Duncan Bell (Cambridge): Political Realism and International Relations. Realism’s illiberal roots and its revival in American politics: Daniel Steinmetz-Jenkins reviews After the Enlightenment: Political Realism and International Relations in the Mid-Twentieth Century by Nicolas Guilhot. Helene Sjursen (Oslo): Global Justice and Foreign Policy: The Case of the European Union. Philip G. Cerny (Rutgers) and Alex Prichard (Exeter): The New Anarchy: Globalisation and Fragmentation in World Politics. After watching the destructive and unjust workings of international relations, former diplomat Carne Ross explains why direct democracy now makes more sense to him (and more). The first chapter from Fighting for Status: Hierarchy and Conflict in World Politics by Jonathan Renshon. Who runs the world? Mid-level bureaucrats.

A new issue of the Journal of Evolutionary Studies in Business is out. Paul A. Gompers (Harvard), Will Gornall (UBC), Steven N. Kaplan (Chicago), and Ilya A. Strebulaev (Stanford): How Do Venture Capitalists Make Decisions? Ciara Torres-Spelliscy (Stetson): Slaves to the Bottom Line: The Corporate Role in Slavery from Nuremberg to Now. From ProMarket, an interview with John C. Coffee on political engagement by corporations. The best companies are medium-sized companies. U.S. companies are hyper-focused on quarterly earnings — what can be done to push them to invest more in the years and decades ahead?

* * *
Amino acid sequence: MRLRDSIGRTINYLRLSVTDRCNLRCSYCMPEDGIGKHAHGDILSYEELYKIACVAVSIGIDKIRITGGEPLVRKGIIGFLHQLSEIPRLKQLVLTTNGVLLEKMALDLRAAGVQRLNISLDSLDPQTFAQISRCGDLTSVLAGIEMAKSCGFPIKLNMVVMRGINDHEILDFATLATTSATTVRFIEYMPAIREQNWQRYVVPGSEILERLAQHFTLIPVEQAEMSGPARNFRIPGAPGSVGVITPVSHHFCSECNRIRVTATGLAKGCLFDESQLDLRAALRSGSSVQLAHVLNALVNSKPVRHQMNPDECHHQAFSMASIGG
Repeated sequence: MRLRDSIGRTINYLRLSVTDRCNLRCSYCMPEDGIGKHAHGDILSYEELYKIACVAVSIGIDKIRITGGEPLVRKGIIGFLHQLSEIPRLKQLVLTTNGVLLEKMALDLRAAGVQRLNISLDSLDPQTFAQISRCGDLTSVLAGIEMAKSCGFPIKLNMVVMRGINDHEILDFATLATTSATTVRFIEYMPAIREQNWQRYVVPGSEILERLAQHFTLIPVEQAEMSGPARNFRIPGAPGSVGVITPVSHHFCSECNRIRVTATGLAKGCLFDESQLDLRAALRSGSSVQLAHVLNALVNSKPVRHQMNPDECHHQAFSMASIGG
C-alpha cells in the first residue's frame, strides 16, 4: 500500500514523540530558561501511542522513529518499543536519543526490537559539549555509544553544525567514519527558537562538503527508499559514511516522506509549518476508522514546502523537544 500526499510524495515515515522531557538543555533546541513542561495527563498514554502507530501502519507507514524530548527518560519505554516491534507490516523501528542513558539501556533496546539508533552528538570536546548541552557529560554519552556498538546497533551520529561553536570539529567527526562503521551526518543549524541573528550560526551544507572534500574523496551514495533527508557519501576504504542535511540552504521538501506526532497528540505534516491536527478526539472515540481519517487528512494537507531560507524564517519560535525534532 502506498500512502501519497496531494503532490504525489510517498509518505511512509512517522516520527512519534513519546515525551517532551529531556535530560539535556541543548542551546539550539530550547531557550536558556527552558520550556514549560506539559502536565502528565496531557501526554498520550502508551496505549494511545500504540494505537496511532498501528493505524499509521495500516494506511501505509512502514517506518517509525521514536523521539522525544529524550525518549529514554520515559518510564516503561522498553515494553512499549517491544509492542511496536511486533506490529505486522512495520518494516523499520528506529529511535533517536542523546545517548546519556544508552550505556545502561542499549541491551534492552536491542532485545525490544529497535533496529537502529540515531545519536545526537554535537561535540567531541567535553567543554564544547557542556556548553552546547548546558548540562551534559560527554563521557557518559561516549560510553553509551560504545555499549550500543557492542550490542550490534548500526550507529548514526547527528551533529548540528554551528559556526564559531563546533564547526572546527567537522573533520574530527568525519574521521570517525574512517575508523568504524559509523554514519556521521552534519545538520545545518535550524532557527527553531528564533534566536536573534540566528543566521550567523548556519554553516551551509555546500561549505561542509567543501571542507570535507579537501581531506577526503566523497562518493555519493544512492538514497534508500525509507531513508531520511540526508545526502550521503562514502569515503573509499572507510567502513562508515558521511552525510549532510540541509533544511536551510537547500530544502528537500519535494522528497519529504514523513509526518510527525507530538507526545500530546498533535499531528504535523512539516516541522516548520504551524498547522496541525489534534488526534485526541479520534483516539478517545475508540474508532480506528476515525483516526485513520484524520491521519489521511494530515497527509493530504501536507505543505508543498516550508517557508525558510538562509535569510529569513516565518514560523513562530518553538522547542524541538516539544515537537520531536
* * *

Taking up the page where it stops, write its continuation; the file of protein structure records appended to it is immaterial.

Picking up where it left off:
The online marketplace that’s a portal to the future of capitalism: Services like Wish — through which American consumers can mainline goods directly from the manufacturing chaos of China — are harbingers of the end of retail as we know it. How Amazon’s accounting makes rich people’s income invisible: Increasingly, businesses don’t generate profits, they generate capital gains — it’s fiendishly clever. Duff McDonald's The Golden Passport: Harvard Business School, the Limits of Capitalism, and the Moral Failure of the MBA Elite pins corporate greed on a lust bred at Harvard. Business is bad for business: Why aren’t American companies spending money?

Neoclassical economic theory assumes that firms have no power to influence the rules of the game; this is true only in competitive product markets — when firms have market power, they will seek and obtain political influence and vice versa. Give Wells Fargo the corporate death penalty: The bank is a serial corporate criminal that has screwed over millions of Americans — here’s what the government should do about it.

James Mattis, a warrior in Washington: The former Marine Corps general spent four decades on the front lines — how will he lead the Department of Defense? Jim Mattis is Trump’s best advocate — so why doesn’t he talk more? Palantir goes from Pentagon outsider to Mattis’ inner circle: At least three members of the Defense secretary’s inner circle worked, lobbied or consulted for the Silicon Valley company. Fill the swamp: Trump to put military industrial complex lobbyist in charge of the Army. How Russia targets the U.S. military: With hacks, pro-Putin trolls and fake news, the Kremlin is ratcheting up its efforts to turn American servicemembers and veterans into a fifth column. Military power is all about people: Radha Iyengar, Brad Carson, Amy Schafer, and John D. Winkler on a return to personnel policy. Five trans service members on the glory and agony of the US military.